Smith said if the bill passes, her government would use it as early as this spring to fight the federal government on a slew of issues, including energy development, agriculture, health care, education, firearms, child care, property rights and social programs.

It was the cornerstone of her successful campaign to win the leadership of the United Conservative Party last month to take over from Jason Kenney as premier.

The bill has been criticized by Kenney and even some of Smith’s leadership rivals — four of whom now sit in her cabinet — as a recipe for legal uncertainty, investment flight and the first step toward separation.

The bill was tabled after Lt.-Gov. Salma Lakhani read aloud in the chamber the speech from the throne, launching a new legislative session.

In the speech outlining government plans and priorities, Lakhani said the four-week fall sitting would focus on helping Albertans with inflation, health care and battling the federal government.

“Ottawa is not our ruler. Ottawa is our partner and it needs to begin acting like it,” Lakhani told the assembled legislature members and dignitaries.

The sovereignty bill sets out the framework to launch fights with the feds.

Under the bill, cabinet ministers or Smith would decide whether federal rules are harmful to Alberta. The bill does not give a legal definition of what constitutes harm.

Cabinet would then craft a resolution laying out the nature of the harm and steps that need to be taken to fight back. The 87-member legislature would vote on the resolution and if it gets a majority, the resolution passes and cabinet goes to work implementing it.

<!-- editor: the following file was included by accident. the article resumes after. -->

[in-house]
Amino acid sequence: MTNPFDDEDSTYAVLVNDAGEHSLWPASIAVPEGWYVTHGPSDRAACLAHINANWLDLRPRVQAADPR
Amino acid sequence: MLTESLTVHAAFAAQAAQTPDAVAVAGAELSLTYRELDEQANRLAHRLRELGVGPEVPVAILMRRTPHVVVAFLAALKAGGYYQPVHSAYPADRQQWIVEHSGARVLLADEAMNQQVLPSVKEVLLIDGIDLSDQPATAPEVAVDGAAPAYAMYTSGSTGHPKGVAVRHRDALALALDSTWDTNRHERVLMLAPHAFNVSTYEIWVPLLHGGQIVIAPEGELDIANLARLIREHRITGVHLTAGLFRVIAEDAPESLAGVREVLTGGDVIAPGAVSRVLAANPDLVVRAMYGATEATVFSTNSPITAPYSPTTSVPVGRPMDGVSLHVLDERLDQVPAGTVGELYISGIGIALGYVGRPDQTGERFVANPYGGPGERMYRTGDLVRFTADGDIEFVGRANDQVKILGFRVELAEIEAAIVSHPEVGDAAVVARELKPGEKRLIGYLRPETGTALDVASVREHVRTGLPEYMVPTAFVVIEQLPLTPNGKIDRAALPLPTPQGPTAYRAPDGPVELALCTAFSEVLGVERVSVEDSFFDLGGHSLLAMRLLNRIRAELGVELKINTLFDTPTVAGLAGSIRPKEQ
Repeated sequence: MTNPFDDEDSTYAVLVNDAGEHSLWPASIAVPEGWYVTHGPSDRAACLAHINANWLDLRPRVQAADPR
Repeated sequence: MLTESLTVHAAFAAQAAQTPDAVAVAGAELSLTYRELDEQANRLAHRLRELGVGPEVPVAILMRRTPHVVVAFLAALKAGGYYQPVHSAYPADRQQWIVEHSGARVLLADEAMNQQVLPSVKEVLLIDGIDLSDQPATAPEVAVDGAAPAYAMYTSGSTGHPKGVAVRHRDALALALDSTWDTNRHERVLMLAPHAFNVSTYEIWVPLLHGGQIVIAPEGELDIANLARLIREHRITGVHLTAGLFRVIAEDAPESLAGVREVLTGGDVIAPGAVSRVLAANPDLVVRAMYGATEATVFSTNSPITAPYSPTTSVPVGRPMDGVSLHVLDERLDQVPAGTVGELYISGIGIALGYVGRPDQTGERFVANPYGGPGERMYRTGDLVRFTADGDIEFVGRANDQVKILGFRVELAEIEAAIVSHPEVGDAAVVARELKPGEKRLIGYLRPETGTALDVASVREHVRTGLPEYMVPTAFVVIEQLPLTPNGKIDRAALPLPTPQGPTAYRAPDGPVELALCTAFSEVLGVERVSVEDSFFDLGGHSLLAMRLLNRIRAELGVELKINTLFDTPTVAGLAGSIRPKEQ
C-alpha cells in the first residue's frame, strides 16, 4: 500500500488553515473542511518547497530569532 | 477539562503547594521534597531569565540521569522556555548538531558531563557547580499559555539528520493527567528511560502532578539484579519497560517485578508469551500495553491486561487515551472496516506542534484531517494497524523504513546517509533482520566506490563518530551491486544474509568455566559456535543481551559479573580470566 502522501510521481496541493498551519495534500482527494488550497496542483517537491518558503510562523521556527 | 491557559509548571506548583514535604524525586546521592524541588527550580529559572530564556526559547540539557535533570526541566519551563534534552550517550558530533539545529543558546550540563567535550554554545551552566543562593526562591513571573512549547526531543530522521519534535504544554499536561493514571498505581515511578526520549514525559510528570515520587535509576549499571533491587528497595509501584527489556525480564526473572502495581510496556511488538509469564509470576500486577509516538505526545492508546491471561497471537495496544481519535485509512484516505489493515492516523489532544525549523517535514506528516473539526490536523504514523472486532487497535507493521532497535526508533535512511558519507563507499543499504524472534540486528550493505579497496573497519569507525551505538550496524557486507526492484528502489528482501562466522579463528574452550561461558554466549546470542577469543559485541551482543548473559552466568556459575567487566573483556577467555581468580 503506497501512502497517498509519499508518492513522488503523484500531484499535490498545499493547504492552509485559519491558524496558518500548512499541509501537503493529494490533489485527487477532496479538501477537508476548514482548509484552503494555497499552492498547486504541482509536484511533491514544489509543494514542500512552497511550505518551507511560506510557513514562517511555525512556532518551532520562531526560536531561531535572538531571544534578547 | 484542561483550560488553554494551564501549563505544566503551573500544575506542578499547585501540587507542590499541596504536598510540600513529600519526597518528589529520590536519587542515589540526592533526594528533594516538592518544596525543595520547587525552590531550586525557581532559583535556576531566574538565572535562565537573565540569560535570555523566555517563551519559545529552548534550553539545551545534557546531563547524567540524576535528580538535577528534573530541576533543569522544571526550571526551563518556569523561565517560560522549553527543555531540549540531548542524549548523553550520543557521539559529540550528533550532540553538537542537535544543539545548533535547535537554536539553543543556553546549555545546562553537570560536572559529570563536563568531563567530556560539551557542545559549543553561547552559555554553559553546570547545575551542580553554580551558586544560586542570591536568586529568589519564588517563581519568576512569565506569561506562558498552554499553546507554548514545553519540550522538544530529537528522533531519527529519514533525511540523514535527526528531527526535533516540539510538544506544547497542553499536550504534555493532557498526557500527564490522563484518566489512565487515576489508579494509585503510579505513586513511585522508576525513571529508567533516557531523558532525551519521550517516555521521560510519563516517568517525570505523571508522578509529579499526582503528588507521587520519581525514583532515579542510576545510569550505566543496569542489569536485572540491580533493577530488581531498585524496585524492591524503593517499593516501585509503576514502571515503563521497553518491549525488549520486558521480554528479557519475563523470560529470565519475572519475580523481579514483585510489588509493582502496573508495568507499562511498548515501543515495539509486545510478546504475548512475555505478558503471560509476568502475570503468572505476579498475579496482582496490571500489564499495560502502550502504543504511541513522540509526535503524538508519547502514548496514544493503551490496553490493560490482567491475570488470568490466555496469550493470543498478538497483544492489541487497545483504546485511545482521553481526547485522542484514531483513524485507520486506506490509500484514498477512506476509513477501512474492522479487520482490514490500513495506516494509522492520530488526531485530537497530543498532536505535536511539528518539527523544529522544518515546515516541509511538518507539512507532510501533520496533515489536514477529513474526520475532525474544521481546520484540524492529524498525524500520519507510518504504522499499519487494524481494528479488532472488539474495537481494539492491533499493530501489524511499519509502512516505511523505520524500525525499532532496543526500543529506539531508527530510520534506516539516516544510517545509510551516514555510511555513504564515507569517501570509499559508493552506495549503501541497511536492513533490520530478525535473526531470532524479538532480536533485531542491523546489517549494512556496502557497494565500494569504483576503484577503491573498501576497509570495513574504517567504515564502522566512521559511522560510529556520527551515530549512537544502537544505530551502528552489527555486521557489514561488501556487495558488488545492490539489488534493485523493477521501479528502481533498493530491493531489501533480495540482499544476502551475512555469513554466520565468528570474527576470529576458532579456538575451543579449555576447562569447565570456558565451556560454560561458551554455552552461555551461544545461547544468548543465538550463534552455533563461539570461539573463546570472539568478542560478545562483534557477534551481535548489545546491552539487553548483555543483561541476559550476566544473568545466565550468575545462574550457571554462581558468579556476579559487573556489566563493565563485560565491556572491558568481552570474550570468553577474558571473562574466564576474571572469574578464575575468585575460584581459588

Cabinet can implement the resolution by using existing powers in legislation or it can unilaterally amend any provincial laws it deems applicable. Those laws are normally debated and passed in the legislature.

The bill says while cabinet can then direct any “provincial entity” to not enforce those federal laws or policies, it cannot do so with individuals or private businesses.

It also stresses that the bill cannot infringe on First Nations rights, a concern Alberta treaty chiefs have raised.

Any resolution passed by the assembly would expire after two years, unless the legislature votes to end it earlier. However, cabinet can extend orders and rules made under any resolution for a maximum of two extra years.

The window to fight the act in court in a judicial review is reduced from the normal six-month time frame to 30 days.

The Saskatchewan government introduced legislation with a similar aim last month, focusing on reinforcing provincial rights over natural resources.

Earlier Tuesday, Smith was sworn in as the new member for Brooks-Medicine Hat after winning a byelection for the seat earlier this month.

It was her first time back on the floor the legislature chamber since the spring of 2015.

At that time, Smith was with the Progressive Conservatives, having led a mass floor crossing of her Wildrose Party months earlier. She failed to win a nomination for the PCs in 2015 and returned to journalism as a radio talk-show host for six years.

Kenney remains a backbench UCP legislature member. He was not in the chamber for the throne speech or the introduction of the bill.

This report by The Canadian Press was first published Nov. 29, 2022.